10 November 2009

Our Actions, Time and Prayer

I believe in prayer.
I believe prayer moves people and situations more intricately than we know.  I can give example after example of answered prayer. But I usually don't bother to do that, at least not in the context of talking about the efficacy of prayer. Why? Because if you've not experienced its efficacy, my talking about it will not convince you or any sceptic. My telling you that it makes a difference doesn't make it true for you for your mind has been made up about prayer. It is our our best gift from God, but life will go on without it and so it doesn't make much difference to many people.

Let's ask why this is the case.  It seems to me that people don't pray much or well because they believe prayer should be a lever-push the lever and a pellet will come out, where praying is analogous to pushing the lever.  Prayer is more complex than that, at least in terms of its operations. It's also simpler and more difficult than most people imagine. It's simpler because it has to do with simple trust. It's more difficult because most people would prefer to orchestrate their lives, including their prayer lives and/or are unwilling to do the actual work and responsiblity that comes as a result of answered prayer.
Children pray most efficaciously because they are most trusting and dependent faith in our Lord’s willingness to answer our prayers, and least interested in the “mechanics” of how He would work out answering prayers. This explanation does not dismiss the questions that sceptics or adult believers have about prayer’s efficacy, free will and God’s timing which really ought to be considered. CS Lewis weighs in:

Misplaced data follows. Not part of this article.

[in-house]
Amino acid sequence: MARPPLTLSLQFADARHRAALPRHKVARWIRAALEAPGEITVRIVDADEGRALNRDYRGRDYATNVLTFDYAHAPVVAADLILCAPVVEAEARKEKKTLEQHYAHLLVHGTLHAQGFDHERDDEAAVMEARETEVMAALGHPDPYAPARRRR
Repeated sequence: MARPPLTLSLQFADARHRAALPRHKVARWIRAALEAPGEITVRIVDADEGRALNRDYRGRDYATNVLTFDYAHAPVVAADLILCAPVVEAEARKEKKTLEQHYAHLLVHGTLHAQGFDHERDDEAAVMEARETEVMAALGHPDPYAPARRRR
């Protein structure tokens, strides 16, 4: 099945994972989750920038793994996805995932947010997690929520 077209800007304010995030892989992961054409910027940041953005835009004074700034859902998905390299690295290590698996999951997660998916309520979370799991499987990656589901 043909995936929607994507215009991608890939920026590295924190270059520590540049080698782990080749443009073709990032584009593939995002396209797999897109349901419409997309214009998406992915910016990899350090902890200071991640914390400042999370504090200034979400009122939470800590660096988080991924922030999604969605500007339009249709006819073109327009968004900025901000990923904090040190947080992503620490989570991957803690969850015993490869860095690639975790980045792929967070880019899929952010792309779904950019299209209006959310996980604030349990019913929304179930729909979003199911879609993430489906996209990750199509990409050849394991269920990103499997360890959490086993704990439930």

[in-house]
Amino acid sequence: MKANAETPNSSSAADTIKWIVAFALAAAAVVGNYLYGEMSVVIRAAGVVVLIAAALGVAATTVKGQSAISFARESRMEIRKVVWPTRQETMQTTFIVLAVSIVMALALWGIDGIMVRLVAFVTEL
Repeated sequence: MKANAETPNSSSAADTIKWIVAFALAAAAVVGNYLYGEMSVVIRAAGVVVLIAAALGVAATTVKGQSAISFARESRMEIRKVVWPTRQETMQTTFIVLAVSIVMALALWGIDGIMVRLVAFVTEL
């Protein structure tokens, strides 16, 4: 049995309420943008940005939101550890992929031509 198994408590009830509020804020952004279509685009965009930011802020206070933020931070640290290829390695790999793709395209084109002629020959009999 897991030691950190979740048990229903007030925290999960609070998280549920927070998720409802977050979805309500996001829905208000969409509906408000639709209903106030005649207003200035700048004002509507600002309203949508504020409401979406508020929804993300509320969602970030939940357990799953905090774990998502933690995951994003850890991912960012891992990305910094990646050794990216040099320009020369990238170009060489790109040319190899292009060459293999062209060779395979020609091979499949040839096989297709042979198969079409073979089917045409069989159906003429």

“When we are praying about the result of… (something, say) a medical consultation the thought will often cross our minds the event is already decided one way or another. I believe this to be no good reason for ceasing (to) pray. The event certainly has been decided – in a sense it was decided ‘before all ages.’ But one of the things taken into account in deciding it, and therefore one of the things that really cause it to happen, may be this very prayer that we offer. Thus, shocking as it may sound, I conclude we can at noon become part causes of an event occurring at ten o’clock. The imagination will, no doubt, play all sorts of tricks on us at this point. It will ask, ‘Then if I stop praying can God go back and alter what has already happened?’ No. The event has already happened and one of its causes has been the fact that you are asking such questions instead of praying. It will ask, ‘Then if I being to pray can God go back and alter was has already happened?’ No. The event has already happened and one of its causes is your present prayer. Thus something does really depend on my choice. My free act contributes to cosmic shape. That contribution is made in eternity ‘before all worlds’ [ages]; but my consciousness of contributing reaches me at a particular point in the time series.”
  • CS Lewis, Miracles